"Negro writers must accept the nationalist implications of their lives, not in order to encourage them, but in order to change and transcend them. They must accept the concept of nationalism because, in order to transcend it, they must posses and understand it."
-- Richard Wright
In 1996, famed rapper and entertainer Tupac Shakur was gunned down in Las Vegas. Journalistic sentiment at the time suggested he deserved the brutal death. The New York Times headline, "Rap Performer Who Personified Violence, Dies," suggested Shakur, who was twenty five when he died, deserved his untimely death. - (Pareles, 1996) A product of a fatherless home, raised poor in the ghettos of San Francisco, Shakur, notes Ernest Harding of the L.A. Weekly, "lived in a society that still didn't view him a[s] human, that projected his worst fears onto him; [so] he had to decide whether to battle that or embrace it." (Hardy, 1996) As these fears forced Shakur into a corner, Shakur, in the music magazine Vibe, alludes to his own interior battle noting "there's two nigga's inside me," adding "one wants to live in peace, and the other won't die unless he's free." (All Eyes on Him, 1996) While many of his lyrics sensationalized gang violence and ghetto politics, dramatizing the murder of fellow African Americans and, especially, police officers, he also labored over trying to come to grips with African American self-realization, breaking free from imposed societal chains. Unfortunately, as Barry Glassner muses in his book The Culture of Fear (1999), �it seems to me at once sad, inexcusable, and entirely symptomatic of the culture of fear that the only version of Tupac Shakur many Americans knew was a frightening and unidimensional caricature.� (127) In order to get out of the ghetto, Shakur intevented himself as a gangster rapper, personifying violence, reveling in a contrived world of misogyny and excess, and while in the twilight of his career he may have tried to deliver more positive messages to his fans, mainstream America, at the incessant proding from the mainstream media who cultivated and projected this violent image in efforts to increase record sales, viewed him as an untrustworthy hellion who would sooner shoot you in the face than give you the time of the day.�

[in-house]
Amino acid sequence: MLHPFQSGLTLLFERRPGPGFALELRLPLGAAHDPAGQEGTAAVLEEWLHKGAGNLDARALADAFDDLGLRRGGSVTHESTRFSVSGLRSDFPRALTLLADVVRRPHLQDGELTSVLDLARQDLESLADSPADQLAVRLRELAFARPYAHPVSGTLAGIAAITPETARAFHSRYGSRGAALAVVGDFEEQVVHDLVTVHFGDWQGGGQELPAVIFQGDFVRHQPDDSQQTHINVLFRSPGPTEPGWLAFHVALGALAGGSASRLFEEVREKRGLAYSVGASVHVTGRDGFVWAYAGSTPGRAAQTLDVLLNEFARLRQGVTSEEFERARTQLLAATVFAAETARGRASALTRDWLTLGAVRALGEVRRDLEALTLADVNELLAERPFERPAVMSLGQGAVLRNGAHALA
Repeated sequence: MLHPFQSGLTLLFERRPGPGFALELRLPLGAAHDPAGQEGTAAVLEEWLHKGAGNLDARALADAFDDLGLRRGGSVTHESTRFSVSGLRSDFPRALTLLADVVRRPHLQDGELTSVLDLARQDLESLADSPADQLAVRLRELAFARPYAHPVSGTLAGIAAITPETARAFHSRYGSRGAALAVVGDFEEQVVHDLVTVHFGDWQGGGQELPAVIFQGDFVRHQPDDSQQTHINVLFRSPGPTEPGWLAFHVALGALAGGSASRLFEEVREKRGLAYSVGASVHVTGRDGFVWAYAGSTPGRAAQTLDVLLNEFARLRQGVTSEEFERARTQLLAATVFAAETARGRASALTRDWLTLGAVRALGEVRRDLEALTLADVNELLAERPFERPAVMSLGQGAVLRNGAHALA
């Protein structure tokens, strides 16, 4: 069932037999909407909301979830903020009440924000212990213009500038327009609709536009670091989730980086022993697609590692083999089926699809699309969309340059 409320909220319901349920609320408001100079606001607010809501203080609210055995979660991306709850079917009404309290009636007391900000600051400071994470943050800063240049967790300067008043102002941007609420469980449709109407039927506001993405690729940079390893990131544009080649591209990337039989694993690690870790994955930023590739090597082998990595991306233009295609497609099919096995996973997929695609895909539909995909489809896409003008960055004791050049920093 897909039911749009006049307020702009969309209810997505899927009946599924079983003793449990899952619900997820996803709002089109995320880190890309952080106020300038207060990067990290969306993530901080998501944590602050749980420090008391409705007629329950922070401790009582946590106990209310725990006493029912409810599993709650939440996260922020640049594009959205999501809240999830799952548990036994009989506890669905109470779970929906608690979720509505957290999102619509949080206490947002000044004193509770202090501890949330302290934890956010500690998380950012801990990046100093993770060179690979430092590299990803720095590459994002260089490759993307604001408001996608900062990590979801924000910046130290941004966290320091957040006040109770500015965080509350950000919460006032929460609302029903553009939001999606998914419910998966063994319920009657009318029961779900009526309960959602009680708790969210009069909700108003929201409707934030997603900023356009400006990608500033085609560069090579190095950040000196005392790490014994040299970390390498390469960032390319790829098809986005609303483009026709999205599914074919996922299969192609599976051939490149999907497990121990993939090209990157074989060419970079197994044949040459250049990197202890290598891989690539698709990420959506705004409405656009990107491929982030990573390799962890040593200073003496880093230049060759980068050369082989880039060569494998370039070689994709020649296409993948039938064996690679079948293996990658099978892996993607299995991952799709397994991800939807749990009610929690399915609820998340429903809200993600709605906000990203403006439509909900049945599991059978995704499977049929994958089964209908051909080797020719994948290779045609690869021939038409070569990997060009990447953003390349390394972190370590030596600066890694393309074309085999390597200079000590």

In many ways, Bigger Thomas, the protagonist in Richard Wright�s Native Son (1940), parallels Shakur in his efforts to come to terms with who he actually is, what (if anything) he stands for or believes in, all the while struggling within the preconceived notions and borders of a racist society. A victim of the same impoverished environment as Shakur, Bigger personifies violence in the form of the real murders of Mary Dalton and Bessie, unlike Shakur who only talks and sings of murder. In Native Son, Wright, for better or for worse, presents his readers with an entity in Bigger Thomas who achieves self realization only after murder, and this characterization suggests violence presents a kind of...